Making Free Throws Late
The Pack finished the night shooting 71 percent from the charity stripe, hitting 25-of-35, but the final tally doesn't tell the whole story.
The Pack was dreadful from the line in the first half, hitting just 4-of-11 and missing the front end of three one-and-ones. Considering that you can only take three one-and-one free throws in a half, the Pack managed to pull off a rare feat of ineptness.
But they bounced back strong in the second half, hitting 21-of-24 from the line. And it wasn't just Scott Wood, who closed the game with six straight from the charity stripe. Richard Howell and Lorenzo Brown also delivered late from the line, helping the Pack overcome an uninspiring road performance and escape with a win.
Scott Wood's Final Minutes
For the first 36 minutes of the game, Scott Wood was essentially a no-show. He had managed to pick up four fouls, his fourth at the 14-minute mark of the second half, but hadn't scored a point yet. That all changed when he hit a go-ahead 3 with 3:46 left in the game. Then, when the Pack needed a good shot out of timeout, Gottfried called Wood's number again and he delivered with 3-pointer that put the Pack up two possessions with 50 seconds left. Wood finished the night by hitting six consecutive free-throws to ice the game.
"I've got a lot of confidence in him." Gottfried said. "We put him back in and called the play for him. I don't have any doubt in my mind that's he's going to make it. That's the way he shoots it. He made a great shot after the timeout."
Six players scored in double-figures for the Pack, and five of those six were within four points of each other as all but Rodney Purvis scored between 10 and 14 points on the night. That kind of balance makes the Pack impossible to guard – you can't focus on one or two or even three guys. Offensively, there is no weak link on the team and it will make the Pack a nightmare for even good defensive teams during league play.
The officials did their best to make this game impossible for either fan base to enjoy. It wasn' t that the officiating was biased or lopsided, though certainly Packs might argue the last minute of the game tended to go the way of Boston College.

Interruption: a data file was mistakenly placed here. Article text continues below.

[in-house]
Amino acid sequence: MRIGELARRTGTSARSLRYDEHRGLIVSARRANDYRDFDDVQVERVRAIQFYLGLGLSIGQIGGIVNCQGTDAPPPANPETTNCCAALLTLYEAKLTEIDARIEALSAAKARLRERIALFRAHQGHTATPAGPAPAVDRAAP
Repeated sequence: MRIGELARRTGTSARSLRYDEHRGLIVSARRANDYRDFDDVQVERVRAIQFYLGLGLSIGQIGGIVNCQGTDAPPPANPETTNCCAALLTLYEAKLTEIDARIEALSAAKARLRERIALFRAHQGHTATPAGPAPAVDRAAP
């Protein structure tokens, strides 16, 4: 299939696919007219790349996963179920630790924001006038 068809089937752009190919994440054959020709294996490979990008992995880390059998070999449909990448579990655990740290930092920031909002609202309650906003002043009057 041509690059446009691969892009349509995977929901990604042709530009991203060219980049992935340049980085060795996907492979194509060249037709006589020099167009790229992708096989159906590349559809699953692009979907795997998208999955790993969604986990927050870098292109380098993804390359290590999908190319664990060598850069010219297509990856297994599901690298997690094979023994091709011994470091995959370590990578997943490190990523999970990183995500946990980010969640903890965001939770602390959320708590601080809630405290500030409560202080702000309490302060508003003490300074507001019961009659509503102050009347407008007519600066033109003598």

The problem was just the overall flow of the game. There were 44 fouls called and 75 free throws attempted by the two teams. The result was a two-and-a-half hour game where neither team could get into a good offensive rhythm. Unless teams start trading punches, no game should contain 75 free throws.
Failing to Capitalize
The Pack had a chance, early in the second half, to make this game a lot less nerve-wracking for itself and its fan base. The Pack went on a 7-0 run to make it 37-30. The Eagles were forced to burn a timeout, but Donahue set up a nice play and the Pack left Joe Rahon alone for a 3. That shot would spark a 15-4 run that kept the Pack down most of the half.
"We didn't play particularly well but we executed down the stretch, I thought, at some key times on both ends of the floor and overcame a lot of our own mistakes," Gottfried said.
Player of the Game
Rodney Purvis. The freshman answered a couple of big Boston College 3-pointers with daggers of his own to silence the home crowd, helping keep the Pack within striking distance late in the game. The Eagles chose to play off Purvis, a decision that makes sense if your deciding who to guard between the six players in the Pack's main rotation. But Purvis made them pay all afternoon long, finishing with 19 points and three 3-point baskets.
Stat of the Game
15, the total combined turnovers in the game. The Pack has done a good job of hanging onto the ball this season, but its done a terrible job of forcing turnovers as well. By percentage of total plays, the Pack now ranks 306th in the nation as far as forcing turnovers and 17th in the nation when it comes to giving them up.
"We were our own worst enemy today and I'm not taking anything away from them but we fouled a 3-point shooter, we missed the front ends of 1-and-1s, we had defensive lapses. It's a laundry list of things where we felt like we just hurt ourselves."